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Michele D Lee, Raksha Urs, Leejee Han Suh, Ronald H Silverman; Thermal Index in Ex Vivo Bovine Lenses from Acoustic-Radiation-Force Impulse (ARFI) Pulse Imaging. Invest. Ophthalmol. Vis. Sci. 2014;55(13):5863.
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Non-invasive characterization of corneal elastic properties is of potential value in keratoconus screening, evaluation of stromal crosslinking, and accurate measurement of intraocular pressure. Acoustic-radiation-force-impulse (ARFI) imaging represents one modality for such evaluation. ARFI imaging allows assessment of tissue stiffness by producing stress by acoustic radiation force while measuring displacement via pulse-echo ultrasound. While ARFI exposures at levels within FDA guidelines can generate sufficient tissue displacement for stiffness estimation, actual thermal measurements under these conditions has not been attempted in ocular tissue. Our aim was to make sure determinations.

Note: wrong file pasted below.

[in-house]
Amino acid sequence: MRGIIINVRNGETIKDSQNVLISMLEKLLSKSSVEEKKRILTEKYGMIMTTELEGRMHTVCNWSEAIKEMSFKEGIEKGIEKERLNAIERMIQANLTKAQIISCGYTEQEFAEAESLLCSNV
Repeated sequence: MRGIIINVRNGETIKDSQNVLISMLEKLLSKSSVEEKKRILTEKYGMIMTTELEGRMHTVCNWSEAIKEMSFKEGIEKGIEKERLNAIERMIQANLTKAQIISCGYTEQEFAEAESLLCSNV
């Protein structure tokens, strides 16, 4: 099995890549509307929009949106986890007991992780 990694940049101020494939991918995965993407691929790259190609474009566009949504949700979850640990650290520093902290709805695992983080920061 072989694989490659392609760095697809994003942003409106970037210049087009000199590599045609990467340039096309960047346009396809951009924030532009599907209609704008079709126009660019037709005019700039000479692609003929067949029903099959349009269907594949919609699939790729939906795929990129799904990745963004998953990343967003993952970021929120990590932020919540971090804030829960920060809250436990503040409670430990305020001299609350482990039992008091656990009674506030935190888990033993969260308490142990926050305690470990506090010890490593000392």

We chose to utilize the lens rather than cornea due to its greater thickness and high attenuation coefficient, both of which would tend to cause greater absorption and temperature rise than in the cornea itself. We used a 25 MHz single element transducer with a 6 mm aperture and an 18 mm focal length. We exposed 8 fresh bovine lenses to ARFI at a series of increasing intensities while measuring temperature rise using a 23-gauge needle thermocouple probe (time constant 0.15 sec), placing it inside the lens with the tip 1 mm beneath the surface. Exposures consisted of two bursts separated by a 0.25 second interval each consisting of twenty 400-µsec pulses at an 80% duty cycle. We repeated this three times for each lens. Temperatures were recorded at 0.2 sec intervals and averaged 10 seconds before and 10 seconds after the ARFI pulse was triggered.
There was a steady, linear increase in temperature with increases in pulse intensity (see Figure 1). Temperature increases within the lens did not exceed 0.056°C.
The thermal increases within the lens were minimal and well within safety limits. These results support the hypothesis that ARFI imaging will not cause harmful thermal increases within the lens or cornea.
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